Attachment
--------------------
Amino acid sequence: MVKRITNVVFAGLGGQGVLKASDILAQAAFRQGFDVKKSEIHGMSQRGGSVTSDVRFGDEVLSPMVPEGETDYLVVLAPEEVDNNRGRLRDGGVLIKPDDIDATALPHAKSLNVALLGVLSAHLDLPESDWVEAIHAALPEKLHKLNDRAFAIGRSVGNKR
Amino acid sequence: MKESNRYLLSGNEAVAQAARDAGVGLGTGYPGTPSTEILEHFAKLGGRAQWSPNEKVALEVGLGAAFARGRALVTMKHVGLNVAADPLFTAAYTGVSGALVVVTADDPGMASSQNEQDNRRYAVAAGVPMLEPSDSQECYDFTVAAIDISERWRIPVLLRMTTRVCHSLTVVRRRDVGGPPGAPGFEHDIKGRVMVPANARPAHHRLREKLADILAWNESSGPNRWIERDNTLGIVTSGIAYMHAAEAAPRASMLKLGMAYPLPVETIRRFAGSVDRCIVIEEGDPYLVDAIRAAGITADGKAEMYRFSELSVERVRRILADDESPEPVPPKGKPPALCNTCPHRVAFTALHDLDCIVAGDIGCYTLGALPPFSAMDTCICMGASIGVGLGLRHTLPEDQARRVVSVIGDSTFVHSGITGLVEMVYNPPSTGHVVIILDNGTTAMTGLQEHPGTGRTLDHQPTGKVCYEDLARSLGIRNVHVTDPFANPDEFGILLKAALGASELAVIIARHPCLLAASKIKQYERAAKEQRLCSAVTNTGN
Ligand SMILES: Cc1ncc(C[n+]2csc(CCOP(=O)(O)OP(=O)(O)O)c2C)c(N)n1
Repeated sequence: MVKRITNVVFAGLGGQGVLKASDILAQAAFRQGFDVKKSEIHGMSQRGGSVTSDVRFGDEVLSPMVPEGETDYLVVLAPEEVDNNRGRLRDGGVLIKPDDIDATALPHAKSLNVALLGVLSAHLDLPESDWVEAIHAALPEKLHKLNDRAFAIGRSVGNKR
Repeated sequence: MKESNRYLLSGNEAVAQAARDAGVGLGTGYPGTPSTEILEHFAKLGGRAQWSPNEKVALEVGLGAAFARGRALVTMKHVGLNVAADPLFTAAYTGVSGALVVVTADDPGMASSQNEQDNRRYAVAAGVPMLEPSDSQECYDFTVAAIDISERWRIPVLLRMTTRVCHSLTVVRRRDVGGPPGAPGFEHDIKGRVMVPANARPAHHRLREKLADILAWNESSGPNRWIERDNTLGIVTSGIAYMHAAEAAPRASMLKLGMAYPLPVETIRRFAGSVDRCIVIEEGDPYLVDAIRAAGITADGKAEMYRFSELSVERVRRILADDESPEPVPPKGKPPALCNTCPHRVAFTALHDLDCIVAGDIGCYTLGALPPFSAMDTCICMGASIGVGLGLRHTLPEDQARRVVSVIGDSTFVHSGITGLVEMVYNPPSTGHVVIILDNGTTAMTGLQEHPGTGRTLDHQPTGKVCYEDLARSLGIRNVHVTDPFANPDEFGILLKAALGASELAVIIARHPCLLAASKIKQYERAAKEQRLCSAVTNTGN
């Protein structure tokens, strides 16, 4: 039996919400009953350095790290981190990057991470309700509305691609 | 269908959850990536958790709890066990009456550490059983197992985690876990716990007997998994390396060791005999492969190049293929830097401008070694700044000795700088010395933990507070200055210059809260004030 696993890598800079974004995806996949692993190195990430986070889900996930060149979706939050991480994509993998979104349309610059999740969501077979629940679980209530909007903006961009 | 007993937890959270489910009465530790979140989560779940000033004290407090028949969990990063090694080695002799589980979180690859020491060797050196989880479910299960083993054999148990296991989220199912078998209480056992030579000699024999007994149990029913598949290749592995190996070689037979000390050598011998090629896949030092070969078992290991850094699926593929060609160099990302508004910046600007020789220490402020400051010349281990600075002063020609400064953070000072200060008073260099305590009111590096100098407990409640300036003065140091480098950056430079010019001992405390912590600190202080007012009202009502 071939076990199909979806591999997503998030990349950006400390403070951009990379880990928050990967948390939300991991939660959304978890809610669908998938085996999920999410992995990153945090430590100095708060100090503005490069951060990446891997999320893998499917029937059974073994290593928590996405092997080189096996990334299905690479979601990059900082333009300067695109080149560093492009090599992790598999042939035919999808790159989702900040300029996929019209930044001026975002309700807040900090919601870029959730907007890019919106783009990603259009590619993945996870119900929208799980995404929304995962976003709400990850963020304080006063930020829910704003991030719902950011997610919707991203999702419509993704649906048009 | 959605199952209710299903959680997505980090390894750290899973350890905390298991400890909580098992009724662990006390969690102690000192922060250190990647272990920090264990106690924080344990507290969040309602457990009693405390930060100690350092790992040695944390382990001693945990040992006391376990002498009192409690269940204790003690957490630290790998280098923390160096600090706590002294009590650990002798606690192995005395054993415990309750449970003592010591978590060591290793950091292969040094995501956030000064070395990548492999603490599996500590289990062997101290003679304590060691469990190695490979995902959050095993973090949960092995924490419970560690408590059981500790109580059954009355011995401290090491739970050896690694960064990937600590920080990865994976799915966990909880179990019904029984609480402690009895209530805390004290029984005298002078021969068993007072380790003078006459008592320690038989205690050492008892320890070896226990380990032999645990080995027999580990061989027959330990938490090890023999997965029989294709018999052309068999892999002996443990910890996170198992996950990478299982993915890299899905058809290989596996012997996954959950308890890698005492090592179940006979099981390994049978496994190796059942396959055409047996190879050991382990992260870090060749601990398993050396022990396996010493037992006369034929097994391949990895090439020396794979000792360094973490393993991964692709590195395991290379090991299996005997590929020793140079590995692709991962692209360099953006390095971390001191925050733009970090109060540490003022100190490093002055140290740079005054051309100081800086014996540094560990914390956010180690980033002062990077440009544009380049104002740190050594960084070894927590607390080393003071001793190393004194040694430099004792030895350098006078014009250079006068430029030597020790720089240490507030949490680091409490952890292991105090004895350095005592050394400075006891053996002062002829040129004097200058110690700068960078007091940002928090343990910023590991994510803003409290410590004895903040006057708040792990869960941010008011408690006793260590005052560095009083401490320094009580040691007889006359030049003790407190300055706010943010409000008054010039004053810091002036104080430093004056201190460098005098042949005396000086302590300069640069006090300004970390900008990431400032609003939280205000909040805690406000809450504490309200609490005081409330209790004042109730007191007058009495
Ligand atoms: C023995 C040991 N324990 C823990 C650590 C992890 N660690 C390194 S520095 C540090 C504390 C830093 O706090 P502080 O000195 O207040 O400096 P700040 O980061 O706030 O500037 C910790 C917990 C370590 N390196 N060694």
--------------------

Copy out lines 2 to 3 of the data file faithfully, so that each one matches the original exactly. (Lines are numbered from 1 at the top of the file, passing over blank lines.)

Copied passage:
Amino acid sequence: MKESNRYLLSGNEAVAQAARDAGVGLGTGYPGTPSTEILEHFAKLGGRAQWSPNEKVALEVGLGAAFARGRALVTMKHVGLNVAADPLFTAAYTGVSGALVVVTADDPGMASSQNEQDNRRYAVAAGVPMLEPSDSQECYDFTVAAIDISERWRIPVLLRMTTRVCHSLTVVRRRDVGGPPGAPGFEHDIKGRVMVPANARPAHHRLREKLADILAWNESSGPNRWIERDNTLGIVTSGIAYMHAAEAAPRASMLKLGMAYPLPVETIRRFAGSVDRCIVIEEGDPYLVDAIRAAGITADGKAEMYRFSELSVERVRRILADDESPEPVPPKGKPPALCNTCPHRVAFTALHDLDCIVAGDIGCYTLGALPPFSAMDTCICMGASIGVGLGLRHTLPEDQARRVVSVIGDSTFVHSGITGLVEMVYNPPSTGHVVIILDNGTTAMTGLQEHPGTGRTLDHQPTGKVCYEDLARSLGIRNVHVTDPFANPDEFGILLKAALGASELAVIIARHPCLLAASKIKQYERAAKEQRLCSAVTNTGN
Ligand SMILES: Cc1ncc(C[n+]2csc(CCOP(=O)(O)OP(=O)(O)O)c2C)c(N)n1